Why I don’t think Jesus was perfect

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In elders quorum this week, someone mentioned the idea that Jesus led a perfect life. It’s a common idea I have heard expressed often in the church.

I don’t agree with it.

At the end of Matthew 5, during the Sermon on the Mount, Jesus said the following:

Be ye therefore perfect, even as your Father which is in heaven is perfect.

When we hear the word “perfect”, we normally interpret it to mean “without fault”. In the context Jesus used it, however, it likely means something else. In the original Greek version of Matthew 5:48, the word we translate as “perfect” was teleios.

This word means something less like having no defects or faults and more like complete in all its parts, full-grown, or mature. It is derived from the Greek telos, which means the end, completion, or product.

It seems, then, that Jesus isn’t instructing us to be spotless, without blemish, or defect free. It seems that he was telling us to be something else.

If he were telling us to be without fault, then why use only God as the one to whom we should look as the ideal? Why exclude himself? After all, Peter taught us in 1 Peter 2:22 that Jesus “did no sin”.

On that note, notice the Sermon at Bountiful (3 Ne. 12:48), where Jesus addressed the Nephite multitudes, and where he modified his counsel by including himself:

Therefore I would that ye should be perfect even as I, or your Father who is in heaven is perfect.

This seems to imply that even Jesus didn’t consider himself perfect when he started his ministry.

Something must have happened between the start of Jesus’s ministry and when he visited the Nephites to prompt him to include himself.

In D&C 93, we learn from John the Beloved that even though Jesus was full (or complete) of grace and truth, he did not start out that way. In fact, verse 13 says that he “continued from grace to grace until he received a fulness.”

Also, we learn in Luke 2:52 that between the ages of 12 and 30 (when he began his ministry), Jesus increased in wisdom, in stature, and in favour with God and man. This is inline with D&C 93, strengthening the idea that he improved himself in stages.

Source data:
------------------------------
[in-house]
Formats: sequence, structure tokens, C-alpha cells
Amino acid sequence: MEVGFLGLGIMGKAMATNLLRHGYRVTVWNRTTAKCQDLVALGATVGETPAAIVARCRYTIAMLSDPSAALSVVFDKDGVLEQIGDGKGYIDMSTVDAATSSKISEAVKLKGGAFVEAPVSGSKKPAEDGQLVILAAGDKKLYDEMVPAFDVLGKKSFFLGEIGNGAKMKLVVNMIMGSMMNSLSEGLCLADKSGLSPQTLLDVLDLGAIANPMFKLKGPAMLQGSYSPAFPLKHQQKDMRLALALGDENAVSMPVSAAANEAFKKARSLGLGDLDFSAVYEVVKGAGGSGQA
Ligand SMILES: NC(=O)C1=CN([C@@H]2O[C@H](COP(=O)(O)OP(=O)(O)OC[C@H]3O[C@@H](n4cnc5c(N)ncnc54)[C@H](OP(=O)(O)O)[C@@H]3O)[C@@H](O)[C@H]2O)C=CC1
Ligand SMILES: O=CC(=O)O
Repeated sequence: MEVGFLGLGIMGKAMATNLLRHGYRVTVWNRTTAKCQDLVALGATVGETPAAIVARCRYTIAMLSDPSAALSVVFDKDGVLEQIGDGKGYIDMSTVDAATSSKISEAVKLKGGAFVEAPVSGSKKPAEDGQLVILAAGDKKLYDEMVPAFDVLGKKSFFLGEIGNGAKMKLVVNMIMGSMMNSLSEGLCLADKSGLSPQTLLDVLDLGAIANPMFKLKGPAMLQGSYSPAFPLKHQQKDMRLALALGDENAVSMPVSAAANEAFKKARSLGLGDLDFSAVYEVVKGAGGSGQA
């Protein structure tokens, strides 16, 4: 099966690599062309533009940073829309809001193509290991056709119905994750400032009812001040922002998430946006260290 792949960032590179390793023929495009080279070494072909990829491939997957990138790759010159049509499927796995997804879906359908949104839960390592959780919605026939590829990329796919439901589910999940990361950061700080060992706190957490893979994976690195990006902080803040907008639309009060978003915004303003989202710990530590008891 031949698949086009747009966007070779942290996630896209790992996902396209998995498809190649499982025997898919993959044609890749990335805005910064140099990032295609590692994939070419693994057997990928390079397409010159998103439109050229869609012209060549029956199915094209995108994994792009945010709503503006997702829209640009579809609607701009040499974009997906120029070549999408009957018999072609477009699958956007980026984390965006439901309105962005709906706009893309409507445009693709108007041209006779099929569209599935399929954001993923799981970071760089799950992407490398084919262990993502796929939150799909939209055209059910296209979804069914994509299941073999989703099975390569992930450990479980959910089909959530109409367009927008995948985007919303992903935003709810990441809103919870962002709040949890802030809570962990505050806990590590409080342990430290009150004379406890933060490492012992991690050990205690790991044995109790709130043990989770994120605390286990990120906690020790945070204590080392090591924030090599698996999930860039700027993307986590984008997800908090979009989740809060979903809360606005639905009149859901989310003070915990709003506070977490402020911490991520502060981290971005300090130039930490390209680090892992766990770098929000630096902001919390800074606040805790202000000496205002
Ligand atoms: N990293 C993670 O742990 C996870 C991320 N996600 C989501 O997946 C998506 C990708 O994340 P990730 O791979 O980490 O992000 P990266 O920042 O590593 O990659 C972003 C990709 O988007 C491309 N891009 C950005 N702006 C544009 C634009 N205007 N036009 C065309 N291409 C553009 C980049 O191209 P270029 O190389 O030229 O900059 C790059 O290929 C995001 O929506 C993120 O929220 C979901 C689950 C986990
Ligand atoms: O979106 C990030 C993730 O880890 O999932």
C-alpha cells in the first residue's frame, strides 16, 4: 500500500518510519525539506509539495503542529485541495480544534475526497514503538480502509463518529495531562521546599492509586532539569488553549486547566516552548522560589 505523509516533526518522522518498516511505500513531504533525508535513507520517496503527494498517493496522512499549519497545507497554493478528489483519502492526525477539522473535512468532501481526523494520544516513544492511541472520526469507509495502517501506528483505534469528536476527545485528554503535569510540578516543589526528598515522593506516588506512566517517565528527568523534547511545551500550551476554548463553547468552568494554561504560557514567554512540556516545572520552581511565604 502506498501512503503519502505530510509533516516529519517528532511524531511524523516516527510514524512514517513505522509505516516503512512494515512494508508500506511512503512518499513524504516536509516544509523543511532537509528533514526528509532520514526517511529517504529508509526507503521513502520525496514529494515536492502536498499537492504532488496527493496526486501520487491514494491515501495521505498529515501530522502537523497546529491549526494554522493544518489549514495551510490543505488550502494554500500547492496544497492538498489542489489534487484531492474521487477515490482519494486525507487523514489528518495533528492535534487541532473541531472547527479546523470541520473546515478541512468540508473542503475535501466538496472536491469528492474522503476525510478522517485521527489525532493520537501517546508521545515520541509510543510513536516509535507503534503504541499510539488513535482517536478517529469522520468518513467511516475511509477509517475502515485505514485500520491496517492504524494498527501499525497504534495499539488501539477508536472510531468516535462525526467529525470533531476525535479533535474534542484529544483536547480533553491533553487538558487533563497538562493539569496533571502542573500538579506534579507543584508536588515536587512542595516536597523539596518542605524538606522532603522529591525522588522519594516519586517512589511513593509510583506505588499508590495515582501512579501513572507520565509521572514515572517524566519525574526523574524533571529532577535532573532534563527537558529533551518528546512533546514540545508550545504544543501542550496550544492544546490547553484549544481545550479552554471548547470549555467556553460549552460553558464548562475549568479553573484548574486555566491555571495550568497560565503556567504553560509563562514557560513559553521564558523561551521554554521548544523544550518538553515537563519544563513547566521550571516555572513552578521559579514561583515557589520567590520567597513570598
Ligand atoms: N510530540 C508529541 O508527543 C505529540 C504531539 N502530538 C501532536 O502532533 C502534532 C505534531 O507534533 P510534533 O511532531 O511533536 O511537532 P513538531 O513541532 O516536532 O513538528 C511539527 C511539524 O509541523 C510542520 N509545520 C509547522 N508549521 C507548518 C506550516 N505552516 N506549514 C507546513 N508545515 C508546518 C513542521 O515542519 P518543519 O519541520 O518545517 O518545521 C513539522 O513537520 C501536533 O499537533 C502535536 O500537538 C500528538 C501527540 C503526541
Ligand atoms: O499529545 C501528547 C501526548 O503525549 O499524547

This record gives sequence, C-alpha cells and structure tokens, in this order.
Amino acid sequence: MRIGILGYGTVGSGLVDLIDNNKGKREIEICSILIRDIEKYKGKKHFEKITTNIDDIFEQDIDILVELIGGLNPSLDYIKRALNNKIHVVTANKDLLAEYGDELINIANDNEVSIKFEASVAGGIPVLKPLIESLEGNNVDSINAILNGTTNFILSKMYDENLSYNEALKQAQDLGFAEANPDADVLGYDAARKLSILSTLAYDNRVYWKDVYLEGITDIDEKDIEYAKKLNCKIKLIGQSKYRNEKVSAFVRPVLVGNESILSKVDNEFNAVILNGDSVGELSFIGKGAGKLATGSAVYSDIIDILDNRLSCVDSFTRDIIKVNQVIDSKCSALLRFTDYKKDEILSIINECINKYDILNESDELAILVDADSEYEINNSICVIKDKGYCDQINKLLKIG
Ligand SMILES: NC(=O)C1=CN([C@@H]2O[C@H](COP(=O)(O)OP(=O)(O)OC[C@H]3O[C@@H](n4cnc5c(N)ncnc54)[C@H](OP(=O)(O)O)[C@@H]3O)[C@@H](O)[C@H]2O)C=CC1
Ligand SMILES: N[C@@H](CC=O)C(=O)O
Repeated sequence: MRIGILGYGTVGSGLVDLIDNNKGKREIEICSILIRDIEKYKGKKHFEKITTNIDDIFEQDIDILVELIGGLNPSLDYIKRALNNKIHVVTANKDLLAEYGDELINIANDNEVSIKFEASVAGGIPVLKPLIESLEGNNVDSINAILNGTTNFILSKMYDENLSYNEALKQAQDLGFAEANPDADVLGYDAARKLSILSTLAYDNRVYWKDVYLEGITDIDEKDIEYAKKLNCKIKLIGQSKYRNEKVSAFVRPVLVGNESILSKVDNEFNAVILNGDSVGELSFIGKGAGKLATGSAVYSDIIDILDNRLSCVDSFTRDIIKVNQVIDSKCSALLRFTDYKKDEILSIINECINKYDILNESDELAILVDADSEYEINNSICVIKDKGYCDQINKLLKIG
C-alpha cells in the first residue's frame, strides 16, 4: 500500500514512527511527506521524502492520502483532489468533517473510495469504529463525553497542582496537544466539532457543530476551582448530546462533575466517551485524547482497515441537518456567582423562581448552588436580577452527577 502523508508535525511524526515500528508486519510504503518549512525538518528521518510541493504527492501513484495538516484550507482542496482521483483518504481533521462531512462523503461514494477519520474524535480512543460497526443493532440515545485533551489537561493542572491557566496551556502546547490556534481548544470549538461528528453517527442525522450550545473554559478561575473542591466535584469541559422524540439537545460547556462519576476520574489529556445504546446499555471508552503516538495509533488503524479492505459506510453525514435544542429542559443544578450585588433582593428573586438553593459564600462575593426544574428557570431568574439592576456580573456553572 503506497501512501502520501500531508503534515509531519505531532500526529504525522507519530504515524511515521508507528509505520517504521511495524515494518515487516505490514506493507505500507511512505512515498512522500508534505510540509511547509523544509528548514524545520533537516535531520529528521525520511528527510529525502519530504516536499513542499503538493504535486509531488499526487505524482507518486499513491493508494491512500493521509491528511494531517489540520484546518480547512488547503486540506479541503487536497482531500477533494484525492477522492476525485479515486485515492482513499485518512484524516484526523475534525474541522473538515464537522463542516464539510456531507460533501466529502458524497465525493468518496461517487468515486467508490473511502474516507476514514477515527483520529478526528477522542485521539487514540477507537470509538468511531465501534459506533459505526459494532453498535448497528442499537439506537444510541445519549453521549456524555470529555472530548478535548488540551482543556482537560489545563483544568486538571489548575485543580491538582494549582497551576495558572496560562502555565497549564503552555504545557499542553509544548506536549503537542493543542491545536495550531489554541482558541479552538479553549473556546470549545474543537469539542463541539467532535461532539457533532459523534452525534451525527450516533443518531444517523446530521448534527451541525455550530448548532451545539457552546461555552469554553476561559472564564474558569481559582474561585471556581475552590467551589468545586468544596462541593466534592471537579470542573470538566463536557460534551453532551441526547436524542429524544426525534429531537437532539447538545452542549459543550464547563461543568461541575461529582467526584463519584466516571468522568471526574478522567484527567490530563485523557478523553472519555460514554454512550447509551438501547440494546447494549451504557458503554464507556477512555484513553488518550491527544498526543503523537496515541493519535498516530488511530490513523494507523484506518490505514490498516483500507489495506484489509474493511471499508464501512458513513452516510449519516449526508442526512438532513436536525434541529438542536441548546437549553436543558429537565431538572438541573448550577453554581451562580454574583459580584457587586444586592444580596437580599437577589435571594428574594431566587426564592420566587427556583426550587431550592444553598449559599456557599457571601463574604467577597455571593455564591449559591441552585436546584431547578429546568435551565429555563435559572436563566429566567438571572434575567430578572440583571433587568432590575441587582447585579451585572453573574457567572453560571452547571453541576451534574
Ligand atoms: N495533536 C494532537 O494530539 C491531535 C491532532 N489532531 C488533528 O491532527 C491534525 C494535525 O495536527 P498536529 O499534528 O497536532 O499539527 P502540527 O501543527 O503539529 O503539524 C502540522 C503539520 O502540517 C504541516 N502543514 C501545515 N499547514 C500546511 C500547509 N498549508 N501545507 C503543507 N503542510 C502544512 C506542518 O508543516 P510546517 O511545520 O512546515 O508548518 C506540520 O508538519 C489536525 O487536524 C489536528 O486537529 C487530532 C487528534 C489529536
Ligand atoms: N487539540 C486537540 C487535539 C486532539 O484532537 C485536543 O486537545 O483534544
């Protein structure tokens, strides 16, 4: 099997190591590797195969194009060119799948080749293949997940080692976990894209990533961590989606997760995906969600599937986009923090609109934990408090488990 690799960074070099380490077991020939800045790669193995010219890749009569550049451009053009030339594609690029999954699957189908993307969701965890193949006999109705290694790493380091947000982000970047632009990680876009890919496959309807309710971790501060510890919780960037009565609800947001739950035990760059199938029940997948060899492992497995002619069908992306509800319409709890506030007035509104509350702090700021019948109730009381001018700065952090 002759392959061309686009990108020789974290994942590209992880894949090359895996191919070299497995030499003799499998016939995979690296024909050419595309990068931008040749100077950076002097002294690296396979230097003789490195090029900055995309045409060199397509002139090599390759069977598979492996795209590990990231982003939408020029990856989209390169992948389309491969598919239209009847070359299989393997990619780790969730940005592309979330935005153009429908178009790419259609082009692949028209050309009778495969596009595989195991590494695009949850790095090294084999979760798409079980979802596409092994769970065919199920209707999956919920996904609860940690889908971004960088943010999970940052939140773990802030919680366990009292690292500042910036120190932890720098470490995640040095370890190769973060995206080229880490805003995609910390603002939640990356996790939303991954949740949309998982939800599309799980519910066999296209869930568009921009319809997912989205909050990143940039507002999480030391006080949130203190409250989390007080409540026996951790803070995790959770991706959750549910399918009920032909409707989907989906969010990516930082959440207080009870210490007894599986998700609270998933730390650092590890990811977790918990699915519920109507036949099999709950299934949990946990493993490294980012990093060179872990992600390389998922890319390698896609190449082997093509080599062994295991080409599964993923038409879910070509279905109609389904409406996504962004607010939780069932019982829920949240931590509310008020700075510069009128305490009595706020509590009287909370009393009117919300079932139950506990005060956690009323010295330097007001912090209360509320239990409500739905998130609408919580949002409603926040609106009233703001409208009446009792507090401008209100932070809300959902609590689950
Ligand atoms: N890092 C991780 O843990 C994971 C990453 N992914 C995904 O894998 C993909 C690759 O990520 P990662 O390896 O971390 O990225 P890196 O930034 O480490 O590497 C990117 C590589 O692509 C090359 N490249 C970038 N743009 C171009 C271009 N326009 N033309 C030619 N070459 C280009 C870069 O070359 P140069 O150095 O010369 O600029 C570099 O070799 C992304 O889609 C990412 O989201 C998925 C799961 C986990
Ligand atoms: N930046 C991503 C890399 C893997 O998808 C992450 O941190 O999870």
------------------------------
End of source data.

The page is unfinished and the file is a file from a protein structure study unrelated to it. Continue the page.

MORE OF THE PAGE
While certainly Jesus was sinless—as I stated above—that doesn’t mean he was perfect. Perfection is something else entirely, and I believe that the scriptures are clear in saying that while Jesus was free of blemish, he was not perfect.

16 thoughts on “Why I don’t think Jesus was perfect

  1. Even though Jesus may not have been “perfect/complete” until his work of salvation was done, he surely DID lead a perfect life and provide for us a perfect example.

      1. Let me turn that question back to you – what makes you think he didn’t lead a perfect life? The only conclusion really supported by your argument is that he wasn’t “perfect” (ie complete) until he had completed his atoning sacrifice and fulfilled his role as Savior. The fact that his mission want complete yet doesn’t mean he wasn’t perfect in all that he did up to that point.

          1. Uh, yeah you did. Read your first couple sentences. You said you don’t agree with a certain “common idea” often expressed in church – the “idea that Jesus led a perfect life.” You clearly state “I don’t agree with it.”

  2. I guess I don’t understand the point of this post and why you would title it so provokingly “Why I don’t think Jesus was perfect.” It has an air of dismissiveness, as though somehow Jesus is “over-rated.”

    1. Jesus led a perfect life by being in perfect accordance with the will of His Father – at all times, every hour of everyday. If it were not do, he would not have been able to offer Himself as a perfect sacrifice. A perfect sacrifice which required a perfect lamb. Nothing you cite in your post contradicts the notion that he led a perfect life. Yet that is the assertion you made. Your arguments don’t support your conclusion.

  3. Thank you for exploring the background behind the use of “perfect” in this context. Whether or not Christ was sin-free or complete, it is interesting and thought-provoking to contemplate how either or both interpretations could apply to us. At this point in my life, with the temptations of *major sins* long past, the notion of completeness and this injunction to us is especially compelling.

    1. Good point. The fact that he progressed from grace to grace until he had received a fullness encourages me in my efforts to become better. It also assures me that he truly understands our mortal trials.

  4. What is different between the Palestine Sermon on the Mount and the Sermon at the Temple in the Americas is the resurrection. The resurrection is what completed Jesus making Him, perfect, complete and finished.

  5. Obviously the Resurrection is not the only difference but it the icing on the cake. Perhaps working out the Atonement perfected and completed Jesus too, just as his Atonement and it’s enabling grace perfect us. But the Resurrection takes away the last remaining difference between Jesus and His Father. He now has an immortal and perfect body like His Father. So in 3 Nephi He can truly say… I want you to be perfect just like me and my Father whereas in Matthew he could only ask us to be perfect like His Father. Having become become exactly like His Father the teleios you referred to is now complete.

    1. I’ve thought in the past about how much of a role the resurrection played in changing him from an imperfect person in Matthew to a perfect one in 3 Nephi. I, too, think it played a significant role, but I also think he wasn’t just referring to a physical completeness.

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